FF Life: How to keep your fitness resolutions

A doctor and a trainer’s insights on what makes fitness a habit

Charles Assisi

[From Unsplash]

It’s that time of the year when New Year resolutions begin to peter out. If you’ve joined a gym (started a new exercise regimen perhaps), or implemented some resolution on January 1 for that matter, chances are high that you’re wavering. There is much science and literature to prove that.

The Mumbai-based Dr Ruchira Tendolkar, a medical doctor who is co-founder of The Akhaada has been there, done that, and seen it all. I got to know her and her co-founder Shailesh Shetty, a CrossFit Level 2 trainer, in November last year. A mutual friend connected me to both of them and I went to look up the place they run. That was the time I was beginning to get fed up with my lifestyle. 

This had to do with a part of me which argued I was getting enough exercise. After all, I was taking long walks pretty much every other day. And this was the time I got to be with myself, clear the head and think over things. What appeared unresolvable would get resolved. But there was another part that would surface every once a while to grab me by the scruff of the neck and insist I stop lying to myself. This voice argued that the long walks I took often weren’t ‘exercise’. It was, instead, the exertions of a middle aged man. And that I had to go back to what I used to do: exercise hard. Incidentally, there’s something else about exercise as well at this point in life where I am. I don’t need to do this to prove a thing to anyone. I don’t care whether I have six-pack abs or large biceps. All that matters to me is that I have a strong core. 

This is because what I do know is that the average middle class Indian is living longer than their parents and grandparents. There is much literature on this theme as well. What I was conveniently overlooking was that for the last decade of their lives, most people who refuse to exercise, life doesn’t end well. There was much to be gained by injecting exercise into my daily routine.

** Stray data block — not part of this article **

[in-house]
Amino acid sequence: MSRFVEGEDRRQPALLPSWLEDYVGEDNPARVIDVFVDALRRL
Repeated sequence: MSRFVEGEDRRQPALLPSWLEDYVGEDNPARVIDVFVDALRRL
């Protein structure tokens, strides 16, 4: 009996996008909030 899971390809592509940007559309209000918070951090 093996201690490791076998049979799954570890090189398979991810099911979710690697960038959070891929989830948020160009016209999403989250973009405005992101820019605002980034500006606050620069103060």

And so, a tad reluctantly, I landed at The Akhaada. I say this because I’ve never liked most gyms, exercise machines, and the bulked up creatures who frequent such places. That’s why this place surprised me. The first thing that struck me was that there were no machines. Just some regular free weights. The well built Shailesh suggested I try the place out before making up my mind. It was obvious to him I hadn’t been to a place such as this.

On Day 1, I got to the place so I could be on the exercise floor at the dot of 7 am. I was told each session lasts an hour. On listening to the instructor, the exercises sounded deceptively simple. But close to an hour into the session later, I thought I died. Every muscle in my body was screaming for mercy. I was mad because no one was paying much attention to me. Instead, one of the trainers walked to me and suggested I follow his instructions and mimic his stretches. A few minutes later, the pain was gone. Dr Ruchira told me in her experience she has witnessed this exhaustion happens mostly to men.

Since then, I’ve been a regular on the floor. While I haven’t lost weight, nor am I sticking to any diet, what I do know is that I have gotten stronger. My limbs have become more supple and I have started to appreciate how wonderful the body we inhabit is. What pains me now is why didn’t I respect it as much earlier? I’ve cut down on junk food without any prodding. And I love the endorphin rush that hits me after every workout. But what’s going on? How come I’m still at it? Is there a reason? Have I been inducted? Has this become a habit? If not, how long will it take? Are there kinds of people who stick to their resolutions? What may it take to stick to it? There were questions and questions playing on the mind. And this was as good a time as any to surface them. My colleague NS Ramnath and I got on a Zoom call with Dr Ruchira to ask her all of this. She was clear and succinct.

Some extracts from the video are shared here; they've been edited for brevity.

Going to the gym on January 1 is a bad idea